Steffen Hertog, senior lecturer at the London School of Economics and Political Science and author of Princes, Brokers, and Bureaucrats

There can be no revolution without a deep socio-economic crisis. Saudi Arabia hasn’t had such a crisis yet. On the back of its large oil revenues and even larger overseas financial reserves, it can provide enough employment for young male job-seekers—the crucial segment of the population—in the public sector to defuse any large-scale revolutionary anger. 

The sustainability of this policy depends on simple arithmetic: oil prices and production levels on one hand, and domestic employment and subsidy costs on the other. The latter have been increasing rapidly and are likely to continue doing so, albeit at a more measured pace, due to continued growth of the working-age population. But even under pessimistic oil price assumptions, the kingdom will not run out of money for at least a dozen years. For the time being, it continues to run significant surpluses, as the oil price at which the government breaks even lies around $80 per barrel, a good deal below current prices.

While the kingdom’s mid-term outlook is the envy of its non-oil-producing peers in the region, the long-run outlook is cloudy if not bleak. The spending binge since the mid-2000s has made economic activity more dependent on the state budget. The share of private sector wages in GDP lies below 10 percent, compared to 40-50 percent in mature economies, meaning little self-sustained demand is generated. Most private sector jobs continue to be held by foreigners. In 2011, less than 400,000 of 4 million expatriate-held jobs in the private sector paid a salary of more than 3,000 Saudi Riyals ($800). This means that at prevailing wage levels, there were precious few positions for which Saudis would even consider applying, let alone successfully compete against migrant job seekers.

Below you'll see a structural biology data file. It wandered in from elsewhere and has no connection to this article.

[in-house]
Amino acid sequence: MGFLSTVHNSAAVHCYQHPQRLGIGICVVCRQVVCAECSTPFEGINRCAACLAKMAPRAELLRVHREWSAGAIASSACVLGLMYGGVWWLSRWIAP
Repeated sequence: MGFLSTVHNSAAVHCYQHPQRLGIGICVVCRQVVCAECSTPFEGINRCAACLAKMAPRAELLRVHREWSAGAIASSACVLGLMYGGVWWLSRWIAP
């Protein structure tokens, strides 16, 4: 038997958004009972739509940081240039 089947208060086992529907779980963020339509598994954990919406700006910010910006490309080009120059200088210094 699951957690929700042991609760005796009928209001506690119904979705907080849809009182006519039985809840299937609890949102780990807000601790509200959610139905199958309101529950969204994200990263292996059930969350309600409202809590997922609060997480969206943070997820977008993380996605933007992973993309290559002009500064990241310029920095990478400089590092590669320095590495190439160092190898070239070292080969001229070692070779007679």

Recent government efforts forcing employers to increase their share of Saudi employees have increased the number of privately employed nationals, but the new quota system is complex and hard to monitor; employers have developed a variety of evasion techniques. As long as an open migration system forces nationals to compete with Asian workers at rock-bottom wages, businesses will have strong incentives to prefer foreigners, undercutting the private sector job creation for nationals that is needed for long-term stability. The use of low-cost labor has also led to stagnating or declining productivity, moving the kingdom away from the post-oil “knowledge economy” it strives to build.

In the long run, Saudi Arabia will have to undergo a painful shift away from both public sector over-employment and dependence on migrant labor. Such a shift means short-term pain for both citizens and business. Times are probably too good to impose such pain right now. Once the state reaches its fiscal limits, however, the forced shift away from state dependence would be all the more sudden and violent. This does not guarantee revolution, but it would mean potential for serious instability for the first time in decades.